Mitt Romney Reportedly Considering Bid For Senate In 2018
Mitt Romney is reportedly considering running for Senate in Utah if Orrin Hatch decides to retire.
Mitt Romney is reportedly considering running for United States Senate in Utah in 2018:
Republican leaders and high-powered donors in Utah are waging a quiet but concerted campaign to convince 83-year-old incumbent Senator Orrin Hatch not to seek reelection next year—and now, they may have found a successor. Mitt Romney, the one-time presidential nominee and leading Trump critic, is exploring a run for Hatch’s Senate seat.
According to six sources familiar with the situation, Romney has spent recent weeks actively discussing a potential 2018 Senate bid with a range of high-level Republicans in both Utah and Washington, and has privately signaled a growing interest in the idea. Romney, though, has made clear he would not pursue the seat without Hatch’s blessing.
Hatch, who has served in the Senate for more than four decades, seemed to signal a willingness to step aside during an interview last week with National Journal‘s Alex Rogers. “If I could get a really outstanding person to run for my position, I might very well consider [retiring],” Hatch said, adding, “Mitt Romney would be perfect.”
After the comment prompted a flurry of headlines in the Utah press—catching Romney by surprise, according to two people close to him—Hatch’s office moved to publicly tamp down the buzz. In a statement to The Atlantic, Hatch said he was “giving careful consideration as to whether I will seek reelection” and has “yet to make a final decision.” He also said, “While it’s no secret that I hold Mitt Romney in extraordinarily high esteem, my musing aloud on the subject has apparently snowballed into a frenzy of premature speculation.” The “overhyped intrigue,” he said, “doesn’t reflect the reality of the situation, especially this soon after the last election.”
Behind the scenes, though, Hatch’s remark was widely interpreted among Utah politicos as an intentional trial balloon. “That was no accident,” said one senior Republican in the state.
For his part, Romney, who owns a house outside Salt Lake City, appears to be taking the potential Senate bid seriously. In addition to discussing it with Hatch and other party leaders in Utah, sources said Romney has spoken with Senate Majority Leader Mitch McConnell. According to two people with knowledge of the conversation, McConnell encouraged Romney to run if Hatch’s seat opens up, and sought to assure the former GOP presidential nominee that he would have more influence in the chamber than a typical junior senator. (A spokesman for McConnell declined to comment; a representative for Romney said he was traveling abroad an unavailable to answer questions for this story.)
This isn’t the first time that there’s been speculation about Mitt Romney returning to the political arena after losing the 2012 Presidential election, of course. In the month leading up to the start of frenzied campaigning for the Republican nomination for the 2016 election, for example, there was open speculation about Romney running for President a third time that the former candidate denied, but which later turned into a rather public “behind the scenes” movement that eventually led to Romney formally announcing to supporters that he would not seek the nomination after all. Last year, the rise of Donald Trump led Romney to reappear on the scenes to deliver a blistering attack on Trump that was particularly biting but which, in the end, did little to stop Trump’s momentum. That speech, however, led to much speculation about Romney stepping into the nomination fight at the last minute as part of an effort to stop Trump on the floor of the Republican National Convention, or even to run against him as an independent conservative alternative to a controversial Republican nominee. None of that speculation came true, of course, but it did indicate the extent to which Romney was still operating behind the scenes. Most notably, Romney was among the handful of top Republicans who declined to formally endorse Trump prior to the General Election and, much like the Bush family, to rumors that he preferred Hillary Clinton to the Republican nominee. Despite that, Romney’s name was in the news again after the election with the possibility that he would be named Trump’s choice for Secretary of State.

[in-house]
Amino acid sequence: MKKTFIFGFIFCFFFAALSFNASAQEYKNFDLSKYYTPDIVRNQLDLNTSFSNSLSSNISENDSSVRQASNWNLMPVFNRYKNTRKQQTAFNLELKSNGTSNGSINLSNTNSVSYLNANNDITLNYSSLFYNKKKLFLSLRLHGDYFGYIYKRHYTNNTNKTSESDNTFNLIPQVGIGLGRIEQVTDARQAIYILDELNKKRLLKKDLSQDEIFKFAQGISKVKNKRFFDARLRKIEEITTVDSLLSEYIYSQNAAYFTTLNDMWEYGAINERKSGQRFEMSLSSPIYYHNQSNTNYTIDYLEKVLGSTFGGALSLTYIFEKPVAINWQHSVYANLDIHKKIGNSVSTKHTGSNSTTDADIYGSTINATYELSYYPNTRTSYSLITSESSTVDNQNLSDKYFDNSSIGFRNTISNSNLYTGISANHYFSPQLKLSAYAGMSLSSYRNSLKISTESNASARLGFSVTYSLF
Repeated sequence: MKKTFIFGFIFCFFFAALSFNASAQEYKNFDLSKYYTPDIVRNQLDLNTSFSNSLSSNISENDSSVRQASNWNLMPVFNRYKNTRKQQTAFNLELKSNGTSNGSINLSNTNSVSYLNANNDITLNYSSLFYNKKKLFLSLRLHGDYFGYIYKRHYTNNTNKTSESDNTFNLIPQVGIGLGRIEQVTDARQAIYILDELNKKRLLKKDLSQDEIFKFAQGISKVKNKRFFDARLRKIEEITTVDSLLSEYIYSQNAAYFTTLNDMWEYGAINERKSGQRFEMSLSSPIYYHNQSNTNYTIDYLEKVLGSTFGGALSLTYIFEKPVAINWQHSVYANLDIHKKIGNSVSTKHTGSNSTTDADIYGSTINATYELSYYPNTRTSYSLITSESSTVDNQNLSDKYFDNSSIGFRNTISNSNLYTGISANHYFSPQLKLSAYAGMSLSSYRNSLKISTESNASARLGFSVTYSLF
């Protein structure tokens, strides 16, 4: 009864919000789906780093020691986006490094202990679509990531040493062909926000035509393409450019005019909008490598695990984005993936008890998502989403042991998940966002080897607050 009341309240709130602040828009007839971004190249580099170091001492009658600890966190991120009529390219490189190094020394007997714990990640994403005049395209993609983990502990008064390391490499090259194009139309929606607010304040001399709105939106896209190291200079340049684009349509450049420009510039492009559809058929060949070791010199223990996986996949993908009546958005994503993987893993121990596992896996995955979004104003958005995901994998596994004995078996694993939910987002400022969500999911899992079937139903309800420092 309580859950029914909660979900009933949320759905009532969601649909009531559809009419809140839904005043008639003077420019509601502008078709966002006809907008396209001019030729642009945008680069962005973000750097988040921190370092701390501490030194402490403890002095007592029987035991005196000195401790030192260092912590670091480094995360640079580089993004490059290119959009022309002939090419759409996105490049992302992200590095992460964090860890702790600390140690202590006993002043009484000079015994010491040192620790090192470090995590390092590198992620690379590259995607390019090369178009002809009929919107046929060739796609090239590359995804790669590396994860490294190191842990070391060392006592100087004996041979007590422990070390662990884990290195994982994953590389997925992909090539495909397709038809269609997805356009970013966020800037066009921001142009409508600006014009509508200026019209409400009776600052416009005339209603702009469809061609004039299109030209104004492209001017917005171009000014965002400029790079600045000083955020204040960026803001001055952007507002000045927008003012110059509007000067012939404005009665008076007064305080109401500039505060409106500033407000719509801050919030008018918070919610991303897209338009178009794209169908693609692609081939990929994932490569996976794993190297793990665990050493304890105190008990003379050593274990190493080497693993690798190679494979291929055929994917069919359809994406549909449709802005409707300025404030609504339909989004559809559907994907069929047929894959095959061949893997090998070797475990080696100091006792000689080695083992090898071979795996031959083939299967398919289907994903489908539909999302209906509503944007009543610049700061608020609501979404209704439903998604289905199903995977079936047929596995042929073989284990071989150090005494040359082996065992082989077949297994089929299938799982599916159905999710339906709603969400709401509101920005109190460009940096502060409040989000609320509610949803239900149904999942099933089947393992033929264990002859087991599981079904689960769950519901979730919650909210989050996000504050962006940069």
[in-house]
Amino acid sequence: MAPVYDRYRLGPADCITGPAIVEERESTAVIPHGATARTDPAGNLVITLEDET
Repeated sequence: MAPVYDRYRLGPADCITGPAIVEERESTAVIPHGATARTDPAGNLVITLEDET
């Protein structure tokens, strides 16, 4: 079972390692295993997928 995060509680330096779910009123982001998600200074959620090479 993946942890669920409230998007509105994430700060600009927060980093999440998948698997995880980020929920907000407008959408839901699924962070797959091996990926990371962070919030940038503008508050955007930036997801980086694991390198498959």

If Romney did run for Senate in Utah, he’d likely win easily. In 2012, he won the primary by more than 210,000 votes, although to be fair most of the other candidates left in the race at that point didn’t really bother to campaign there given Romney’s popularity in the polls in the Beehive State. In the General Election, Romney beat President Obama by nearly 500,000 votes, the largest margin of any Republican since at least 1968. Perhaps the only potential candidates that have that level of popularity in Utah are Senator Hatch himself and former Governor Jon Hunstman, who has been named, but not yet confirmed, as United States Ambassador to Russia. If Hatch does decide not to run for reelection, something that isn’t entirely clear at this point, Romney would be well-positioned to make a run that no Republican in Utah is likely to challenge, and in a General Election Romney would most likely easily defeat any Democratic opponent.